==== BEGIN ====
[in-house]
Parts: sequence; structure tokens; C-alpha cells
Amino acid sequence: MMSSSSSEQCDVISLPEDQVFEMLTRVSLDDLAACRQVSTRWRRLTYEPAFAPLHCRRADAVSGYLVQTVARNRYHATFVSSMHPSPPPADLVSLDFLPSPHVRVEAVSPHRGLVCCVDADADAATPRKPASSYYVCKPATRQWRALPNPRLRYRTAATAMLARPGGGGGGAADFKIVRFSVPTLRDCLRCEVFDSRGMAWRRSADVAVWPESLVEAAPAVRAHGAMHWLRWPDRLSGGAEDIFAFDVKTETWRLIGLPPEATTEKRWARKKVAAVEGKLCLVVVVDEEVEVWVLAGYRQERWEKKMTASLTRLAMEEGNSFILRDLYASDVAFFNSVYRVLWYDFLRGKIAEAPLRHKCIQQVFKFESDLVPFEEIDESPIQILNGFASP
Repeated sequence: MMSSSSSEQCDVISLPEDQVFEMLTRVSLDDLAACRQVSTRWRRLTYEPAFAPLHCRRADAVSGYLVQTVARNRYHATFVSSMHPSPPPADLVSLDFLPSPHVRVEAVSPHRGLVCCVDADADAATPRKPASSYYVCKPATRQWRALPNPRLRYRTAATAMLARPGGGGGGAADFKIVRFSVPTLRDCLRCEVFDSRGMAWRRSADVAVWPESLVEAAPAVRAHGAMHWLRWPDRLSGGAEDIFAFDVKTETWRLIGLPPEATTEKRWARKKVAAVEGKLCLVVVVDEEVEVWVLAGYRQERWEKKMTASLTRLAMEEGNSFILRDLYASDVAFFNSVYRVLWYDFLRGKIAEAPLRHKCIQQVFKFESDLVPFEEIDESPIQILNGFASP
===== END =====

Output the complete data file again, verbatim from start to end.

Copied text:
[in-house]
Parts: sequence; structure tokens; C-alpha cells
Amino acid sequence: MMSSSSSEQCDVISLPEDQVFEMLTRVSLDDLAACRQVSTRWRRLTYEPAFAPLHCRRADAVSGYLVQTVARNRYHATFVSSMHPSPPPADLVSLDFLPSPHVRVEAVSPHRGLVCCVDADADAATPRKPASSYYVCKPATRQWRALPNPRLRYRTAATAMLARPGGGGGGAADFKIVRFSVPTLRDCLRCEVFDSRGMAWRRSADVAVWPESLVEAAPAVRAHGAMHWLRWPDRLSGGAEDIFAFDVKTETWRLIGLPPEATTEKRWARKKVAAVEGKLCLVVVVDEEVEVWVLAGYRQERWEKKMTASLTRLAMEEGNSFILRDLYASDVAFFNSVYRVLWYDFLRGKIAEAPLRHKCIQQVFKFESDLVPFEEIDESPIQILNGFASP
Repeated sequence: MMSSSSSEQCDVISLPEDQVFEMLTRVSLDDLAACRQVSTRWRRLTYEPAFAPLHCRRADAVSGYLVQTVARNRYHATFVSSMHPSPPPADLVSLDFLPSPHVRVEAVSPHRGLVCCVDADADAATPRKPASSYYVCKPATRQWRALPNPRLRYRTAATAMLARPGGGGGGAADFKIVRFSVPTLRDCLRCEVFDSRGMAWRRSADVAVWPESLVEAAPAVRAHGAMHWLRWPDRLSGGAEDIFAFDVKTETWRLIGLPPEATTEKRWARKKVAAVEGKLCLVVVVDEEVEVWVLAGYRQERWEKKMTASLTRLAMEEGNSFILRDLYASDVAFFNSVYRVLWYDFLRGKIAEAPLRHKCIQQVFKFESDLVPFEEIDESPIQILNGFASP